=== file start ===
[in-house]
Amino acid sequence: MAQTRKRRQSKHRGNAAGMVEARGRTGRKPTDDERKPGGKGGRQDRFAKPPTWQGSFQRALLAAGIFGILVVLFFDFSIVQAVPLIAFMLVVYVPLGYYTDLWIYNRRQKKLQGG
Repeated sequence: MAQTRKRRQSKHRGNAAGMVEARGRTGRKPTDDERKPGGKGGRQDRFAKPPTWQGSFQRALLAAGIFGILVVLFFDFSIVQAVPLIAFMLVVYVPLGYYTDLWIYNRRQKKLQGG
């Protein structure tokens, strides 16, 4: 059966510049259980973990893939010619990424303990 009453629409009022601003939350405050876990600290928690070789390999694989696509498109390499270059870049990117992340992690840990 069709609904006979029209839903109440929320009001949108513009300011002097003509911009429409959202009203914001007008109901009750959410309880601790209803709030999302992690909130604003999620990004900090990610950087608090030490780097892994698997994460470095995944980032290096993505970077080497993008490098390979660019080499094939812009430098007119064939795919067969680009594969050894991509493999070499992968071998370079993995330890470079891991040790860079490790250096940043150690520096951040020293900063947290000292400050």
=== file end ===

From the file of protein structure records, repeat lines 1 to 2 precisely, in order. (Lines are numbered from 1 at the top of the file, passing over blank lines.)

[in-house]
Amino acid sequence: MAQTRKRRQSKHRGNAAGMVEARGRTGRKPTDDERKPGGKGGRQDRFAKPPTWQGSFQRALLAAGIFGILVVLFFDFSIVQAVPLIAFMLVVYVPLGYYTDLWIYNRRQKKLQGG